Windows has pretty much achieved this goal. Yes, there are still driver issues and maybe Vista will remove the last traces of such nonsense. We’ll see. Same as software, if people have to fuss with myriad settings or tweaks to get hardware to operate under the OS, then it’s going nowhere. This is one of the main rocks that sank Linux as a real desktop contender. You may disagree, since you run Linux, but the numbers don’t lie.

Ah yes, the great Windows feature of “plug and pray”. Try this sometime – take any Palm device and plug it into a new machine. Then try to run the driver CD after the device was detected. Notice anything happening? Sure you did, it won’t work! Granted, you can head over to the support website and track down the registry patch to fix this goof. But why would I? This is stupid, who the heck wants to deal with that mess? I can take that same palm device, run kpilot’s wizard based detection and get it working without ever dealing with drivers at all! The app will even support two completely different PIMs; one of which offers MS Exchange support.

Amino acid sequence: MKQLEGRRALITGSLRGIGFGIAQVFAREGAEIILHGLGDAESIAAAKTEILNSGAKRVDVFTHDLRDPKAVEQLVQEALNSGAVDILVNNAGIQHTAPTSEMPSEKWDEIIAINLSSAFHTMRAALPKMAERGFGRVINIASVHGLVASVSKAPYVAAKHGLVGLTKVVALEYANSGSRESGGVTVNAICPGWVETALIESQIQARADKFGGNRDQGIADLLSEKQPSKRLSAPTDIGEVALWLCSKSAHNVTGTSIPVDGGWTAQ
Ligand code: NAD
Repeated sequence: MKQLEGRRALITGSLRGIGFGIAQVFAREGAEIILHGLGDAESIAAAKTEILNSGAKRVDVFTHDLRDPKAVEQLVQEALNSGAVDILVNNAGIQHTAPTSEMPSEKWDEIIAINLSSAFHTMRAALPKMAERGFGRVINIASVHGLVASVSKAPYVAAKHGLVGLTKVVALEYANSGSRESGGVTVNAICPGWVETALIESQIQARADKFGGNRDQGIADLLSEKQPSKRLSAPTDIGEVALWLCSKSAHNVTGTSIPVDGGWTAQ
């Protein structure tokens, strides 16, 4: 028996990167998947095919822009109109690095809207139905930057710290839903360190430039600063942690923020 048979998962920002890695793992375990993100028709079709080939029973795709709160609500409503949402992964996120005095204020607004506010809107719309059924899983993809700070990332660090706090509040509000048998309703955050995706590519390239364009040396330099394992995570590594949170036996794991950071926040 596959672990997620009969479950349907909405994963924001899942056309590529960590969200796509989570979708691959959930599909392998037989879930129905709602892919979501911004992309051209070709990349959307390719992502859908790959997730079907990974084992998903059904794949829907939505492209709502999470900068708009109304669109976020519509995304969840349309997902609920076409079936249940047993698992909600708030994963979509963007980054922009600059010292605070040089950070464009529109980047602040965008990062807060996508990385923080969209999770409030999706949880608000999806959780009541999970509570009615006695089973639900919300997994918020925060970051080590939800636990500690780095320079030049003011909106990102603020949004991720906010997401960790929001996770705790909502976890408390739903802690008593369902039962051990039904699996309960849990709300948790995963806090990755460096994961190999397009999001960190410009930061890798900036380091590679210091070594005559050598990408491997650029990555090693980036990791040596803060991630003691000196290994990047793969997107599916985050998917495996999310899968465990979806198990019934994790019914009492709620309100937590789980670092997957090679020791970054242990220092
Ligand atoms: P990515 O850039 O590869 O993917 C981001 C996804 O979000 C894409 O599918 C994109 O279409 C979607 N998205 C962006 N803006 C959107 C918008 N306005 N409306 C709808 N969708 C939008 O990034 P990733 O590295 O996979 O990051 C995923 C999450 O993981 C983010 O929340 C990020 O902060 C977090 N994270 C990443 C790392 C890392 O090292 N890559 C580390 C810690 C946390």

The fact is that Linux’s 2.6 kernel automatic hardware detection ability does a great job with needed hardware support (99% of the time). The only issues you can suffer with is either an easy to correct config file error (its a simple text file) or a lack of drivers already on the system.

I guess the final comment on the whole matter is that it really helps an OS if it’s wide-spread. You can go across the world to operate a system and if the UI is in a language you know, you can operate Windows. Even if you don’t know the language, you can still run Windows to an extent.

And yet in a number distros such as Knoppix, I can click on a flag in the lower right side of the screen near the clock. From there, I can bring up a larger selection of flags from which I can choose my own language. As for who’s ‘easier to use Linux distros’ are best, it really comes down to two distinct groups of users: The power user and the common user. As a Windows power user myself, I am dependent on the vast Windows-based programs that I love on my Windows box. Most days, using Windows XP is a perfectly pleasant experience. As a power user, I really have no need to move on to anything else. Therefore, why do I even bother with Linux? Because of conversations like this and for one other reason that I’ll mention later on in this article.